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How to Find Your Target Heart Rate How to Find Your Target Heart Rate

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calculate maximal heart rate

Your target heart rate is a range that predicts how hard you work during exercise. Tracking your heart rate helps you find a challenging exercise intensity while also helping you to avoid pushing beyond a safe level.

Target heart rate zones are based on a percentage of the fastest rate that your heart can beat per minute. This is known as the maximal heart rate and can be calculated using the following formula:

maximal beats per minute (bpm) = 206.9 - (age in years x 0.67) *

Once you know your maximal heart rate, you can find your target heart rate range for exercise. For moderate-intensity exercise, aim for a heart rate that is 50 - 70% of your maximal heart rate. For vigorous exercise, aim for 70 - 85% of your maximal heart rate.

Below is an example equation for a 40 year old person exercising at moderate intensity.

206.9 - (40 x 0.67) = 180 bpm maximal heart rate

180 x 0.50 = 90 bpm (at 50% maximal heart rate)

180 x 0.70 = 126 bpm (at 70% maximal heart rate)

To exercise at a moderate intensity, this person should keep her heart rate between 90 and 126 bpm throughout the workout.

Exercise intensity and target heart rate vary from person to person. Beginners should exercise at the lower end of their target heart rate range and increase intensity slowly as the body becomes more fit. Aim for an intensity that meets your goals for calorie burning, challenges your current fitness state, and is safe and tolerable. The best intensity is one that is challenging enough to benefit your heart, lungs, muscles and bones, while not being so intense that you risk injury.

*Another popular equation is (220 - age in years), but the American College of Sports Medicine recommends this more accurate equation.

Top 3 Chest Exercises Top 3 Chest Exercises

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top 3 chest exercises

The American Council on Exercise recently sponsored a study that identified which exercises most effectively work the large chest muscle known as the pectoralis major (or pecs). Incorporate these moves into your upper body workouts to maximize your exercise time.

Barbell Bench Press: This classic gym exercise activated the chest muscles the most out of the nine exercises that were tested. If you are new to strength training, don’t let this weight room exercise scare you. Beginners can start by using only the bar for weight until you get comfortable with proper form. Then you can begin to add 5-to-10 lb plates on each side as you get stronger.

Pec Deck Machine: The pec deck came in a close second to the bench press. While this is a popular machine found in most gyms, experts recommend practicing caution when using the pec deck. Many use bad form and lift too much weight, which can injure the shoulder joint. If you plan to use it, ask a trainer to help you set it up safely.

Bent-forward Cable Crossover: Not far behind the pec deck, the cable crossover is the third most effective chest exercise. Proper position and use of the cables can take a while to get used to. Start with a small amount of weight and ask a trainer to check your form as you perform this exercise.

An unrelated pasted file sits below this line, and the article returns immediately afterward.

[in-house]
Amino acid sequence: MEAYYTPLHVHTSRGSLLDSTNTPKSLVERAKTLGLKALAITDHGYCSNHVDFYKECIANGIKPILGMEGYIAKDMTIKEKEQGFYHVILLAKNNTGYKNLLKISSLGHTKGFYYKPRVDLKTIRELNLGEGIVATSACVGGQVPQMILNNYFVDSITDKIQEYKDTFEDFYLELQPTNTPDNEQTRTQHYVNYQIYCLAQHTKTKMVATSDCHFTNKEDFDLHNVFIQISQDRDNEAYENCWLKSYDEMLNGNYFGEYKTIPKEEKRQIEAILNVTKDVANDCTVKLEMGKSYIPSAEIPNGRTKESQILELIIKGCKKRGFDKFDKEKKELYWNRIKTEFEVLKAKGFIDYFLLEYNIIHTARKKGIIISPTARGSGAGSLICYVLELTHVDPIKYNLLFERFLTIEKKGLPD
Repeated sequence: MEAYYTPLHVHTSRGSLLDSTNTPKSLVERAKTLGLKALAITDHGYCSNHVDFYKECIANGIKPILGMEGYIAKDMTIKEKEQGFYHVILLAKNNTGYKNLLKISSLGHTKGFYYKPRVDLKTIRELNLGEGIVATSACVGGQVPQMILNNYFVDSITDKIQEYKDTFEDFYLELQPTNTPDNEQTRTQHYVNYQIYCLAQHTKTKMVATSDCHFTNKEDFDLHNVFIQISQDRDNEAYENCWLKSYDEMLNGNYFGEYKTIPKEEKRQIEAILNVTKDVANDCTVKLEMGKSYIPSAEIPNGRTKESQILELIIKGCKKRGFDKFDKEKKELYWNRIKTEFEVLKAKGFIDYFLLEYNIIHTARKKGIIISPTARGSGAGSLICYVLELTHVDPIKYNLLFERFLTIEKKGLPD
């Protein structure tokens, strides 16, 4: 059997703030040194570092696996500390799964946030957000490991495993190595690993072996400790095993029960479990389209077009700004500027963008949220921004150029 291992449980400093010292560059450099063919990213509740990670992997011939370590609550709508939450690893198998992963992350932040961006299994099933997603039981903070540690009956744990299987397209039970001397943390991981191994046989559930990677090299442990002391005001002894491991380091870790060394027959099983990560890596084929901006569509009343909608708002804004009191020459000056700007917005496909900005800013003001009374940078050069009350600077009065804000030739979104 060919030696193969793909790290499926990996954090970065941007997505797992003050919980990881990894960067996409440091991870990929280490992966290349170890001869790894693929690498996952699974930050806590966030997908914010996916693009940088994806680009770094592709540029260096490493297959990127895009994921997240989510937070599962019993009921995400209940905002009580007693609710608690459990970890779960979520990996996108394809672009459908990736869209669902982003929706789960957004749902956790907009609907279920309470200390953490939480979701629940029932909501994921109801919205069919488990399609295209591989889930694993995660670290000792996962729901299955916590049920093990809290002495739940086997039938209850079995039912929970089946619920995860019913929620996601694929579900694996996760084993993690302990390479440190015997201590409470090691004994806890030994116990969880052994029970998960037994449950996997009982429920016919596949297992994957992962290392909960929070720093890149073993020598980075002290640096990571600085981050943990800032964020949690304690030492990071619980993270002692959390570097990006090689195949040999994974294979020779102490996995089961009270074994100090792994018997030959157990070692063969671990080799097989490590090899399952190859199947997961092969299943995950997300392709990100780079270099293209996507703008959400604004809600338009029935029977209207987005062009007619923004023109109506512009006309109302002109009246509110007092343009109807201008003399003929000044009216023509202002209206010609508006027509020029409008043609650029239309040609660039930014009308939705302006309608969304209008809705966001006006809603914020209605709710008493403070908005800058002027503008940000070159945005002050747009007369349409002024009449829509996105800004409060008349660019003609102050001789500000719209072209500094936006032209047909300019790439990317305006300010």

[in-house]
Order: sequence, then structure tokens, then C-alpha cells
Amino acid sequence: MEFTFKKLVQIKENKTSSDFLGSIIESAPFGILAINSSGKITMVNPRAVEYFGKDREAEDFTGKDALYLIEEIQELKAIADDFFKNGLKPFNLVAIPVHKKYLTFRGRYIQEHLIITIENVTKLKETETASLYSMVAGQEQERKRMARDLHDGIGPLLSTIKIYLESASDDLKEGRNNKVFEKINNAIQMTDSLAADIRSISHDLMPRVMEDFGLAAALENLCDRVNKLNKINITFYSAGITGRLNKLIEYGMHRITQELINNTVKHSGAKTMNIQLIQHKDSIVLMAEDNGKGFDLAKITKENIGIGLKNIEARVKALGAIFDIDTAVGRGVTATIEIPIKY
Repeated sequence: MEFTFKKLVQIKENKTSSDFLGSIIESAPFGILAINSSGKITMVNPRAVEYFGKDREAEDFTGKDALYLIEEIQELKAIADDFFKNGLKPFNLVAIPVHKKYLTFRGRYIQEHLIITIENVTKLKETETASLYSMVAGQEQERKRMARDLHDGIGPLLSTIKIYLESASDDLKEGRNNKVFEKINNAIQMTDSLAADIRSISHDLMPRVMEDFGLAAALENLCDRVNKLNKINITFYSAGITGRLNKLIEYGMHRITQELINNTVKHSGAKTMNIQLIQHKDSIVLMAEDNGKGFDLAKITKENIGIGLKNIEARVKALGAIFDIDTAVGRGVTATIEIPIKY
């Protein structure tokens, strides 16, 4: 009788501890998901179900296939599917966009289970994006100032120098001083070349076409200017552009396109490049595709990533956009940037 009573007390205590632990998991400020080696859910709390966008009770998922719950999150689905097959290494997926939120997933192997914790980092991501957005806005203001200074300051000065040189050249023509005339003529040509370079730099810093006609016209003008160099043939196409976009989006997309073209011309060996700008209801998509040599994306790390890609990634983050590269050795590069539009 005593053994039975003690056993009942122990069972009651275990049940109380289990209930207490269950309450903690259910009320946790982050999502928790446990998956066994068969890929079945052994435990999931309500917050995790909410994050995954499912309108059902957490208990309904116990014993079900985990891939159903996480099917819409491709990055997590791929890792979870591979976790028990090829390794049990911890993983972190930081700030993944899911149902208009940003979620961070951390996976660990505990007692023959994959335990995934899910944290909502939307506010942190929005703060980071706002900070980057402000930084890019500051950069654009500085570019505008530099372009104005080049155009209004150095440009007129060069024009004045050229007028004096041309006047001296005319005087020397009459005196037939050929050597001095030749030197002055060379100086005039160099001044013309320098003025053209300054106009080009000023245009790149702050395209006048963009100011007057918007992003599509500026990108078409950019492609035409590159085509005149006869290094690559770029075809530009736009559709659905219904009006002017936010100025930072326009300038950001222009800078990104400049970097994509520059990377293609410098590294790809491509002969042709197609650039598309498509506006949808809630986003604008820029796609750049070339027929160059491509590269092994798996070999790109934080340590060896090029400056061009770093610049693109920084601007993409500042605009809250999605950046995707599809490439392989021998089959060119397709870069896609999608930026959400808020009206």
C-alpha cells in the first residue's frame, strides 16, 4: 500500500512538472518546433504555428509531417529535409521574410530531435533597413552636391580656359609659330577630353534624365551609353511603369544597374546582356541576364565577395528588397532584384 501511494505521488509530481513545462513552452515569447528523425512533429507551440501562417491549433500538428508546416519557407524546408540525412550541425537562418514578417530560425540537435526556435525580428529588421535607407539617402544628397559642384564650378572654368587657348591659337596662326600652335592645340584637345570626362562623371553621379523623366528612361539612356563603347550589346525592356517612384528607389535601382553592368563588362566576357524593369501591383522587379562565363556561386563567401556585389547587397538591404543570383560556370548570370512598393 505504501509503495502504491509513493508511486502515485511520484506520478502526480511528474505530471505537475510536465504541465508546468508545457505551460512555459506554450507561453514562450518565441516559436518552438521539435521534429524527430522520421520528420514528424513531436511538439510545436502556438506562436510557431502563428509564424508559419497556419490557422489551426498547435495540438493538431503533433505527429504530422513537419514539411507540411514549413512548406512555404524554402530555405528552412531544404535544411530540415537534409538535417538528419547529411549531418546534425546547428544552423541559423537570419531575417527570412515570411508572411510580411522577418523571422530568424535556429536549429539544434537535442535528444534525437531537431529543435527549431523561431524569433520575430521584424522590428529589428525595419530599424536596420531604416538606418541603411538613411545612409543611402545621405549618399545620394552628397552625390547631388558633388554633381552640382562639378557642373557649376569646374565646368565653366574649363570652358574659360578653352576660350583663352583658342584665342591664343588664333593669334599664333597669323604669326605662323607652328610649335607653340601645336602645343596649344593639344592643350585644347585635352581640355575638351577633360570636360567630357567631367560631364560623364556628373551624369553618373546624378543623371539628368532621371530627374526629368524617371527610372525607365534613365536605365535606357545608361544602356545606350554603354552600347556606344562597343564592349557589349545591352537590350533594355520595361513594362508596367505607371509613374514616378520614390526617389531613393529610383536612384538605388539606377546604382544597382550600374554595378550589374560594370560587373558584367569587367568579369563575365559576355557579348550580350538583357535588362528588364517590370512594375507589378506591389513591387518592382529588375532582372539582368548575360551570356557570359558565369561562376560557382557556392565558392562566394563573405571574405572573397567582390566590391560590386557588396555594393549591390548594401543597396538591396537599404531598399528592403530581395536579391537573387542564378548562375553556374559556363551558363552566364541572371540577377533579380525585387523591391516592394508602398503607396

These three exercises are very close in their level of muscle activation; therefore, experts reported that they can be used interchangeably to train the chest muscles. Six additional exercises were tested, but they were much less effective at working the pecs than the top three.

What exercise was the least effective? Standard push-ups. This doesn’t mean that you should stop doing them, but you will need to do almost twice as many push-ups to get the same result as you will from the top three exercises.

Gift Ideas for 7 Types of Fitness Lovers Gift Ideas for 7 Types of Fitness Lovers

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Gift Ideas for 7 Types of Fitness Lovers

Giving a gift that promotes a healthy lifestyle is a great way to celebrate the holiday season. Here are gift ideas for 7 types of fitness enthusiasts in your life!

The Newbie

This is the person who is just beginning to exercise. Everything is new and fresh, and they are still trying to find which activities they like best.

One week trials. Give this person the gift of variety. Put together a package of one week trials for new activities. Consider the beginner yoga class, Zumba or salsa dancing. This gift will help your loved one discover a new activity that will keep her exercising long term.

Beginner courses. The gift doesn’t have to be actual exercise. You can focus more on education. Many gyms and recreation centers offer workshops on how to strength train or on starting a running program. Get an idea of what he might like to learn and seek out an educational course to match it.

The Advocate

The advocate is the person who loves activity, and strives to support others. They raise money through training and racing and help with organizations that promote health.

Donate to the cause. Advocates often have fundraising campaigns established as they train for the next event. Donate the money you would spend on a gift to the fundraiser. Or select an organization that is close to her heart and donate in her honor.

Customized shirts or signs for upcoming races. Have shirts and signs printed with names, sayings, and organizations that relate to the advocate. Give these as a gift with a promise that you will be on the course wearing the shirts and holding the signs for support and to garner attention for the cause.

The Advanced

This is the person who has been there and done that when it comes to exercise, and they have the fitness to prove it.

A gift for the next level. Has this person’s passion for fitness turned into plans for a new job or hobby? If a fitness certification is being considered, study materials or exam registration fees can be a great gift idea.

Personal training sessions. Buy a personal training package with the toughest trainer you know. Advanced exercisers are always up for a new challenge!

The Friend Who Needs Convincing

This is the person that is interested in exercise, but hasn’t gotten started. They need direction and a little boost of motivation to take the first step.

Motivating reading materials. Magazines and books with tips, sample exercises, and information on total wellness are a good place to start. A subscription is a simple gift that can have this person looking forward to learning more as they get started.

Get a together gift. Get a gift that allows you to exercise together. Outdoor boot camp sessions, weekend yoga retreats, or beginner rock wall climbing lessons are all things that will get you moving.

The Yoga-lover